1. When you were young, what job did you picture yourself having as an adult?
I remember wanting to be an architect, which might explain the linear aspect of my work today.

2. When did you first realise you wanted to be an artist?
There was no epiphany moment – I always just had a love of ‘making things’ and this impulse evolved into creating art, so I became an artist organically.

3. Were you good at art at school?
I think I was lucky enough to be slightly ahead of the curve creatively at a young age (probably due to an artistic mother) and this naturally creates a knock-on effect where at each stage of school you’re encouraged further and further. Thanks Mum.

4. Do you remember the first exhibition you went to?
One of the first painters I was obsessed with was Jenny Saville – I remember seeing her work in the (very fleshy) flesh and being blown away by the scale, the texture, the subject.

5. Which artist do you most admire?
I am a major fanboy of quite a lot of painters but the ones who still hit me the most are Hockney, Uglow and Diebenkorn. I had a big phase for Klimt and Schiele too.

6. Which talent of theirs do you covet?
Generally it’s colour choices, strong lines and that well balanced tweak of reality. All of those artists I find almost frustratingly good.

7. If you could own any one painting in history, which would it be?
Either The Kiss by Gustav Klimt or A Bigger Splash by David Hockney. Coincidentally, fairly sound investments too!

8. What’s the best exhibition you’ve seen recently and why?
All Too Human at the Tate included some of my favourite artists and works so that was a banger for me. The Summer Exhibition at the RA is usually my favourite for the sheer diversity and personality.

9. Is there one place that’s had a decisive influence on your work?
It’s obvious to say but good old London town has been pretty influential on my work and my life over the last ten years. I’m drawn to images where natural, organic shapes and man-made structures meet, so a dense city like London has inspiration around every corner. My first solo show was a series of small paintings from around South London.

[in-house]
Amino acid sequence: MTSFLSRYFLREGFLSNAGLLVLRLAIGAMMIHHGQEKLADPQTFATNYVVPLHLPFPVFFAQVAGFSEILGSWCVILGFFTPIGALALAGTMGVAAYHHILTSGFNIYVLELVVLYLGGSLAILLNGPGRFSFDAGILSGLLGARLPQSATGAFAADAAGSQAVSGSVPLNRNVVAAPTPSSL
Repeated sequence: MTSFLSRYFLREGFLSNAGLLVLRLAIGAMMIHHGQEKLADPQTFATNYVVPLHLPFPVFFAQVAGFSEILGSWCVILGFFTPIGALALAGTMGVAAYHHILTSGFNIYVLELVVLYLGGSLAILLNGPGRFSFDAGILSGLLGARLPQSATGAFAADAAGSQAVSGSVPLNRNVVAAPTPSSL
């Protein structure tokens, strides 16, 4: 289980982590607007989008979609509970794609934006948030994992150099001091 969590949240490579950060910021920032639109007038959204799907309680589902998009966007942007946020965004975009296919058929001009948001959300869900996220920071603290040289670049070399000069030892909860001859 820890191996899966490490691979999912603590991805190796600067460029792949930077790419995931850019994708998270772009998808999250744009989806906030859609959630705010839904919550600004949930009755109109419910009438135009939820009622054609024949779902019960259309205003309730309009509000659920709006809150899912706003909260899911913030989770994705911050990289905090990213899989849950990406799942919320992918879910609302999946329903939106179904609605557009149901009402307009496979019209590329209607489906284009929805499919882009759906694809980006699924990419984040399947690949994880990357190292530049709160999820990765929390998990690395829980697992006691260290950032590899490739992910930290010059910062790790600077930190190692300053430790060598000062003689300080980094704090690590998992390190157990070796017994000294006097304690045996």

10. Where in the world would you like to spend six months making your art?
I think LA would do the trick. Blue skies, architecture, Diebenkorn West Coast vibes sprinkled on top.

11. What subjects are you always drawn to in your work?
Brutalist buildings, botanical plants and side profile sitters, strangely.

12. Which colour do you find yourself using in your work more frequently than others? Is there a reason why?
I like to play with a pastel palette a lot of the time – I think it helps inject a sense of contemporary optimism into classical subjects.

13. How often do you produce a new picture, on average?
I think I’ll usually have a couple of new pieces a week if I’m not working on too large a scale. I love painting.

14. What’s your studio like?
I share a space at Wimbledon Art Studios with a lovely artist called Daphne Stephenson. It’s a big studio with loads of light and lots of plants. I generally like to work in a very tidy environment.

15. How do you relax?
I’m big into health and fitness so this constitutes a large part of my life. I’m currently training for my first Ironman (ultra-distance triathlon). That, and all the films.

16. What’s your most treasured possession?
I take a lot of photos (mainly shot on 35mm film) and every few years I’ll make a book that chronicles that time in a series called the ‘Good Times Annuals’. These are my favourite things.

17. What’s your guiltiest pleasure?
I have been quoted saying that I think Miley Cyrus is an iconic pop star from our generation. I also have a lot of baths.

18. If you could go back in time, when and where would you go?
I’m currently reading a book about mid-20th century British painters so I think I might go back and hang out with Freud, Bacon, Hockney, Coldstream and the gang. I would like to know if it felt momentous at the time or whether hindsight has glorified the era.

19. What plans do you have to develop your art?
Keep experimenting, keep mucking up, keep learning, keep enjoying. I would like to continue to work on a larger scale and have a chance to be a bit more expressive.

20. How would you like to be remembered?
I would really love it if my work helps people see all the colours of life.

Fred Coppin, Orchid & The Ghost, oil on canvas board, 40 x 50 cm